Thus, the cases whereby an academic study by the Financial Accounting Standards Board (FASB), which develops GAAP, would be beneficial surround deal litigations to determine whether an accounting issue is driving a dispute, was one suggestion.
“So where you have two sophisticated companies, there’s a seller, selling a business unit to a purchaser, those sophisticated parties, they agree that there will be a closing balance sheet and there’s negotiation over what or whether representations are made with respect to that closing deal sheet,” Loseman said.
“But often times those representations involve the application of GAAP – whether there’s a good faith or consistent application of GAAP standards some sellers will negotiate for a historically consistent application of GAAP so they’re not necessarily guaranteeing their accounting is consistent with GAAP but they’re saying this is the way we’ve been doing it for years, and years, and years,” she said. “So I think from a standard-setting perspective, from the FASB’s perspective, the frequency with which particular accounting issues come up might be informative in terms of whether there’s a problem with GAAP, versus a dispute or a problem that’s really driven by just a unique set of facts.”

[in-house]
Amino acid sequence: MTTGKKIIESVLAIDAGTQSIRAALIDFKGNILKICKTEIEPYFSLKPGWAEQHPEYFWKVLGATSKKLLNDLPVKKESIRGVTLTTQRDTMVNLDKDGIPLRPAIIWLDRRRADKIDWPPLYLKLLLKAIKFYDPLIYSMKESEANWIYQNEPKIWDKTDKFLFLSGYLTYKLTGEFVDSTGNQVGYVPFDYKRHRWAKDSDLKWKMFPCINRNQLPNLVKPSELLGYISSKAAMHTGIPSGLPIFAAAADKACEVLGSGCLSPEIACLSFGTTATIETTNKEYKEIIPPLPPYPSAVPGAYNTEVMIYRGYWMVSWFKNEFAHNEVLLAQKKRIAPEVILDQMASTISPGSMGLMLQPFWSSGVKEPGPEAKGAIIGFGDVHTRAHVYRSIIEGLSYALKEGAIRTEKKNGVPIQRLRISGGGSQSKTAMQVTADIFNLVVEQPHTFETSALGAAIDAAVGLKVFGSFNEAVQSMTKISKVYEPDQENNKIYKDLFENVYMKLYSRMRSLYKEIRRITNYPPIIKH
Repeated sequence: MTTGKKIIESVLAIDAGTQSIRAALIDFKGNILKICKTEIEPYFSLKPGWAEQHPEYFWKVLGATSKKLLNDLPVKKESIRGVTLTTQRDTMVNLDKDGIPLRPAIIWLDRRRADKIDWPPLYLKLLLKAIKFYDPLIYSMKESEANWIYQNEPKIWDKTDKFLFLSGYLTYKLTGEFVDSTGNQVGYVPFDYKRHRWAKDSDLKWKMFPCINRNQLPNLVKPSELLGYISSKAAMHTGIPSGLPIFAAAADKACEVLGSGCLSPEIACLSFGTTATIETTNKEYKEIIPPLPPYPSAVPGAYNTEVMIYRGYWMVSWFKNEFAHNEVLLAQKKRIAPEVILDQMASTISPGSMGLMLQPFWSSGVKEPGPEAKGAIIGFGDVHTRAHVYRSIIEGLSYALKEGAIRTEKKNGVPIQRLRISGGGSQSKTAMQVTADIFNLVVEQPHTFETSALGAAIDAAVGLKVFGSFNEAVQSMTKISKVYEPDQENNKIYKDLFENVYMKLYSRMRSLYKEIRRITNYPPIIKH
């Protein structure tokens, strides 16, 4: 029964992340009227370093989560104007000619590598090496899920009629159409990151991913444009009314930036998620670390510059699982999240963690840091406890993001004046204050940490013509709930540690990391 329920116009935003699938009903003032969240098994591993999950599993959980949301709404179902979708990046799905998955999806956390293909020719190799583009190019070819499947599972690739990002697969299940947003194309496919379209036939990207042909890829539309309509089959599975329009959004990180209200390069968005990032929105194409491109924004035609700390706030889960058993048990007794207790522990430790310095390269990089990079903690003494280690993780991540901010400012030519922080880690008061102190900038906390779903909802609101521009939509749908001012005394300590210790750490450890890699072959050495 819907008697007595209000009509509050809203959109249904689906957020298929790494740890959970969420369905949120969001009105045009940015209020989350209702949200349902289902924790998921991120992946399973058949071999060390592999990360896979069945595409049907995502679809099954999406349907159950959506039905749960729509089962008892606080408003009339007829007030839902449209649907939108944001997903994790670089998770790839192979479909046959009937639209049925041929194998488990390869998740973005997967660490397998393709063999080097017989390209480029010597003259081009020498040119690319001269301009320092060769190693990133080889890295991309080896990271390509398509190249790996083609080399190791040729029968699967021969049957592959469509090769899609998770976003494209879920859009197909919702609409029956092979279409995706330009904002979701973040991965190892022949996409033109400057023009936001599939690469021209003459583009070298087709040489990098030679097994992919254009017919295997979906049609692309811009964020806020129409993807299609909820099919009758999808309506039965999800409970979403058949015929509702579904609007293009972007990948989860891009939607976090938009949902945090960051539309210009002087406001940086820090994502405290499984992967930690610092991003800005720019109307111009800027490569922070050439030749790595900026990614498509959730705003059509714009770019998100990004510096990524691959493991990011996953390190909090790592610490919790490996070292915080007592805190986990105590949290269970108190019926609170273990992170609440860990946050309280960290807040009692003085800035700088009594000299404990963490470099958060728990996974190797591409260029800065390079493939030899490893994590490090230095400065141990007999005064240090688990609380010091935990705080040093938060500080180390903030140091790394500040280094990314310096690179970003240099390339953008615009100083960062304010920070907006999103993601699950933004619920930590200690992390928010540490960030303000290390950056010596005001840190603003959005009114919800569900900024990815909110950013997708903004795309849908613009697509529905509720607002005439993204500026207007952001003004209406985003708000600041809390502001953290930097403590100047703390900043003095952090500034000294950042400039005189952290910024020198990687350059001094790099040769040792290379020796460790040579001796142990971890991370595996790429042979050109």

Contingencies Rules Always Come Up
Weighing in at a high level, academics flagged rules around contingencies as tricky, pointing out the tension between the intention behind GAAP to provide relevant and timely information to financial statement users about issues that may lead to the need to disburse cash in the future related to matters that are uncertain at the balance sheet date and the actual economic consequences of the underlying issue – such as lawsuits.
Specifically, if an entity discloses details about a pending lawsuit to inform investors, they are also sharing those details with the plaintiffs, which could directly harm the case, said Ray Pfeiffer, Professor of Accounting School of Business at Simmons University in Boston, Mass.
“The accounting rule puts companies in a difficult spot, but companies already seem to have found mechanisms to comply with the rules without having to say things in their financial reports that would be detrimental to their chances of winning in court,” he said on Oct. 24. “For that reason, I don’t know that either the FASB or companies would feel the need to push for amendments to the rules.”